Becoming a Modern Day Treasure Hunter
By Laura Grier
My whole life I have wanted to be an explorer or a treasure hunter. Since I watched the Indiana Jones trilogy at a young age, I have always felt that my life would be incomplete if I did not discover a lost civilization, a hidden treasure map in the attic, or some sort of Da Vinci Code-esque set of clues that were left for me by mysterious people from the past unlocking the secrets of mankind. Yes, some of that may seem far-fetched, but these things do happen. Although technology has spread humanity and information across every inch of the globe, there are still ancient temples waiting to be uncovered and cultures that are still living as they did in the past, bestowing their hidden knowledge from generation to generation while preserving ancient art forms.
For the past 15 years I have been a destination-wedding photographer, an adventure photographer, and travel writer across the globe. The most satisfying work I have done has been for Novica, in Association with National Geographic, which is a global catalog that represents artisans from the around the world who are practicing what I like to call “vanishing arts.”
Picture the people who are making these vanishing arts, like the women of the Karen, or “long neck” tribe on the border of Burma and Thailand who wear the rings on their necks and are known for their very intricate weavings. There is also a 90-year-old man in Bali, Indonesia, who is the last of a long line of ancient hand carved bamboo flute makers. Consider the Quechua people of Uros, the floating grass islands of Lake Titicaca, Peru, who make all kinds of art from grass and have knitted for centuries. These people have lived off of their craft for generations and passed down their skills to their children and children’s children. But now all of this is being threatened by technology and modern-day luxuries. Because of tourism, these people have been exposed to the outside world, and many of their children want to leave and find other ways to make money and survive. So when this generation of artisans passes on, so will their craft and all knowledge of it. They will just vanish.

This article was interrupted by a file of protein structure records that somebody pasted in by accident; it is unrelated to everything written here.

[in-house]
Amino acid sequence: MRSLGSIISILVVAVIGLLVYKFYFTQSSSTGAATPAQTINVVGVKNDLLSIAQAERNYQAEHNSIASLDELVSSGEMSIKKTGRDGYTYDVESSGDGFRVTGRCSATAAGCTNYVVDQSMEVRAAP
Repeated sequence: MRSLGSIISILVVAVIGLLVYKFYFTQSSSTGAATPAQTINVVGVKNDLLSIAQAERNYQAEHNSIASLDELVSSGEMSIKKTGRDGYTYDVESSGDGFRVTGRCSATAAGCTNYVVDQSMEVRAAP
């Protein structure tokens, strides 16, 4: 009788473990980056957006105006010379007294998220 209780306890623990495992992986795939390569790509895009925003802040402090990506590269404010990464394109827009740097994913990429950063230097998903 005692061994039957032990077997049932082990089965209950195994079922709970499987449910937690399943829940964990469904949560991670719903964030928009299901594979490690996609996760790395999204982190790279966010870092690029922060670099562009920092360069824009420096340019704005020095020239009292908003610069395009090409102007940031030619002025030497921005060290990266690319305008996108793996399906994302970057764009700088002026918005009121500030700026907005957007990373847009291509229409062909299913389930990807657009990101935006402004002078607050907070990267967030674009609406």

Novica’s mission is to bring awareness and provide a platform for these global artisans that allows them to make money creating their art while preserving their culture and way of life. Through doing this they have saved villages, empowered women to have jobs and support their families, educated people about environmental preservation, and spread the word about some of these amazing cultures that are remote and rare.
What I have realized while on assignment over the years, sometimes going into remote places to meet with or stay with these amazing artisans to photograph and interview them, is that I have without realizing it become the treasure hunter and explorer that I have always wanted to be. Instead of digging up gold bullion or unearthing temples, I have discovered these amazing people through my lens who are better than buried treasure, because they are living treasures.
As a photographer, I get to see the entire process. Not only have I photographed fashion catalog shoots in Peru, Guatemala, India, Indonesia, Mexico and Thailand, with models wearing some of these artisanal goods, but I get to go and meet the artisans who make these goods and meet their families, see how they live, and learn about their cultures. I document the source all the way to the image that appears online and reaches millions of computers across the world. Ironically, technology, the very thing that is destroying some of these vanishing artists and their cultures, is what may now save them through selling their goods on Novica’s website and by selling photos and sharing them on my own Zenfolio website.
Having an online platform that not only is aesthetically pleasing but also easy and functional “on the go” is a must for me. At times I find myself in super remote places where I have to be able to communicate, shoot and edit photos and videos, and then back up and upload photos online. Most times there is no Internet, and I have to use my T-Mobile global plan to be online through my cell phone. This is where Zenfolio helps me to be the adventurous Indiana Jones character, just a more tech savvy, modern, connected version of him. While photographing artisans in the remote islands of Indonesia, I can be disconnected and off the grid, yet a fully connected and functioning businesswoman at the same time. I can use my cell phone to show photos, back them up, shine a flashlight through the jungle, translate languages, document these indigenous people, and bridge the often-large communication gap between us.
So as a photographer, a writer, an explorer, and a person who wants to make a positive impact on this world, I enjoy highlighting the beauty and cultures that still thrive in these remote regions of the world. I get to do my part and use my photos, videos, words, and voice to bring awareness to these living treasures. You can make a difference in preserving these vanishing cultures as well simply by raising your awareness about them and realizing that they are still very real and exist.
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